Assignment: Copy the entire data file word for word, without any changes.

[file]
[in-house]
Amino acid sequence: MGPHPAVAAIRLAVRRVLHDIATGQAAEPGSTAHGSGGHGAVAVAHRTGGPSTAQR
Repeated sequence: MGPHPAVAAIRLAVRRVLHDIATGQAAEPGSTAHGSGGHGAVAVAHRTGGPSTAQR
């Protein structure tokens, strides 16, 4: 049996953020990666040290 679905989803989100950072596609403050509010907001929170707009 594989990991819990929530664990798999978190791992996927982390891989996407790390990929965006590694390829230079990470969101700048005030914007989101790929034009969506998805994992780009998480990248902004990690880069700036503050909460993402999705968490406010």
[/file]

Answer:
[in-house]
Amino acid sequence: MGPHPAVAAIRLAVRRVLHDIATGQAAEPGSTAHGSGGHGAVAVAHRTGGPSTAQR
Repeated sequence: MGPHPAVAAIRLAVRRVLHDIATGQAAEPGSTAHGSGGHGAVAVAHRTGGPSTAQR
């Protein structure tokens, strides 16, 4: 049996953020990666040290 679905989803989100950072596609403050509010907001929170707009 594989990991819990929530664990798999978190791992996927982390891989996407790390990929965006590694390829230079990470969101700048005030914007989101790929034009969506998805994992780009998480990248902004990690880069700036503050909460993402999705968490406010």